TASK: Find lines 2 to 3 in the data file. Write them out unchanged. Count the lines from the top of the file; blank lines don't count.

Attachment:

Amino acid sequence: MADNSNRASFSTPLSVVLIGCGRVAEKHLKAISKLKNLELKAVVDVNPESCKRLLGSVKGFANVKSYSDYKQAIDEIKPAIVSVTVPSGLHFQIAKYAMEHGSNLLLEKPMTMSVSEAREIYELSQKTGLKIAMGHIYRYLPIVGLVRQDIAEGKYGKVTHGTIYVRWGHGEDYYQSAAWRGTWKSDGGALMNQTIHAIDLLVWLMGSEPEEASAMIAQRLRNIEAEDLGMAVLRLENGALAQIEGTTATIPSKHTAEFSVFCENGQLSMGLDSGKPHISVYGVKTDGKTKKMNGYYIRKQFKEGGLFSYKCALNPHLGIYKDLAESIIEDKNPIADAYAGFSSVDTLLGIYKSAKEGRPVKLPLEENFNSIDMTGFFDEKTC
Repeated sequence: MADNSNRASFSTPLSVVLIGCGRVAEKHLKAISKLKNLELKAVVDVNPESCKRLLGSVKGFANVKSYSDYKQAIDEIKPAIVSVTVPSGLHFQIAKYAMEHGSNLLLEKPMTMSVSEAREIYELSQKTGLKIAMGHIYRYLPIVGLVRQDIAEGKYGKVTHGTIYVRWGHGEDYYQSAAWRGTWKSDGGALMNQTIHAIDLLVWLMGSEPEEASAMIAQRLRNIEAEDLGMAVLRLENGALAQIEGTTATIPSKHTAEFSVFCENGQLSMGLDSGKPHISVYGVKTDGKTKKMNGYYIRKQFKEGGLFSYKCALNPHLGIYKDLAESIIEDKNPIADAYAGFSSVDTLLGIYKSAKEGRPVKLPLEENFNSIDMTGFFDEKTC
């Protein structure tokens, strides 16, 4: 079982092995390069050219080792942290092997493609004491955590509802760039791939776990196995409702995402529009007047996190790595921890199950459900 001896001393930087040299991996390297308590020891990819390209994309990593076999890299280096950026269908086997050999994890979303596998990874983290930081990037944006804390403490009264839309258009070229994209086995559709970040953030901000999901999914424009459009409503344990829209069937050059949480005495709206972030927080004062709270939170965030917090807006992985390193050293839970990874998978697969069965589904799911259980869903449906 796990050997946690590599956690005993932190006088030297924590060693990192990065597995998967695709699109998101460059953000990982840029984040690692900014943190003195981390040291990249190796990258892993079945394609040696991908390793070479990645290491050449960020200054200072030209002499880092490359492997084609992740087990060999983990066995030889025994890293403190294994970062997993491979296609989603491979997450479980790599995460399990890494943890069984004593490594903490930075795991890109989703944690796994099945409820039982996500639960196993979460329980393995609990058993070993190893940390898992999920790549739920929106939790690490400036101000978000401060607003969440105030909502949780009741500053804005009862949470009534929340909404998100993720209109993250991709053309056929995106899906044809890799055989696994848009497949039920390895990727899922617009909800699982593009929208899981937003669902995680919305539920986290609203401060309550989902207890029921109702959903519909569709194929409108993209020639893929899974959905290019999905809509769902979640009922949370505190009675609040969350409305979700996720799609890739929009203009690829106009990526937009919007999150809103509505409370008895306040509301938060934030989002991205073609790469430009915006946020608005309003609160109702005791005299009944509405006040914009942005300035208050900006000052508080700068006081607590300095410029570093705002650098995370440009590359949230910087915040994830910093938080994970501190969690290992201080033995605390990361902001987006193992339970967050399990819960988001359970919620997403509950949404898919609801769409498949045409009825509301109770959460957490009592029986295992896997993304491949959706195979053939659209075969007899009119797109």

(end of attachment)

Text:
Repeated sequence: MADNSNRASFSTPLSVVLIGCGRVAEKHLKAISKLKNLELKAVVDVNPESCKRLLGSVKGFANVKSYSDYKQAIDEIKPAIVSVTVPSGLHFQIAKYAMEHGSNLLLEKPMTMSVSEAREIYELSQKTGLKIAMGHIYRYLPIVGLVRQDIAEGKYGKVTHGTIYVRWGHGEDYYQSAAWRGTWKSDGGALMNQTIHAIDLLVWLMGSEPEEASAMIAQRLRNIEAEDLGMAVLRLENGALAQIEGTTATIPSKHTAEFSVFCENGQLSMGLDSGKPHISVYGVKTDGKTKKMNGYYIRKQFKEGGLFSYKCALNPHLGIYKDLAESIIEDKNPIADAYAGFSSVDTLLGIYKSAKEGRPVKLPLEENFNSIDMTGFFDEKTC
């Protein structure tokens, strides 16, 4: 079982092995390069050219080792942290092997493609004491955590509802760039791939776990196995409702995402529009007047996190790595921890199950459900 001896001393930087040299991996390297308590020891990819390209994309990593076999890299280096950026269908086997050999994890979303596998990874983290930081990037944006804390403490009264839309258009070229994209086995559709970040953030901000999901999914424009459009409503344990829209069937050059949480005495709206972030927080004062709270939170965030917090807006992985390193050293839970990874998978697969069965589904799911259980869903449906 796990050997946690590599956690005993932190006088030297924590060693990192990065597995998967695709699109998101460059953000990982840029984040690692900014943190003195981390040291990249190796990258892993079945394609040696991908390793070479990645290491050449960020200054200072030209002499880092490359492997084609992740087990060999983990066995030889025994890293403190294994970062997993491979296609989603491979997450479980790599995460399990890494943890069984004593490594903490930075795991890109989703944690796994099945409820039982996500639960196993979460329980393995609990058993070993190893940390898992999920790549739920929106939790690490400036101000978000401060607003969440105030909502949780009741500053804005009862949470009534929340909404998100993720209109993250991709053309056929995106899906044809890799055989696994848009497949039920390895990727899922617009909800699982593009929208899981937003669902995680919305539920986290609203401060309550989902207890029921109702959903519909569709194929409108993209020639893929899974959905290019999905809509769902979640009922949370505190009675609040969350409305979700996720799609890739929009203009690829106009990526937009919007999150809103509505409370008895306040509301938060934030989002991205073609790469430009915006946020608005309003609160109702005791005299009944509405006040914009942005300035208050900006000052508080700068006081607590300095410029570093705002650098995370440009590359949230910087915040994830910093938080994970501190969690290992201080033995605390990361902001987006193992339970967050399990819960988001359970919620997403509950949404898919609801769409498949045409009825509301109770959460957490009592029986295992896997993304491949959706195979053939659209075969007899009119797109």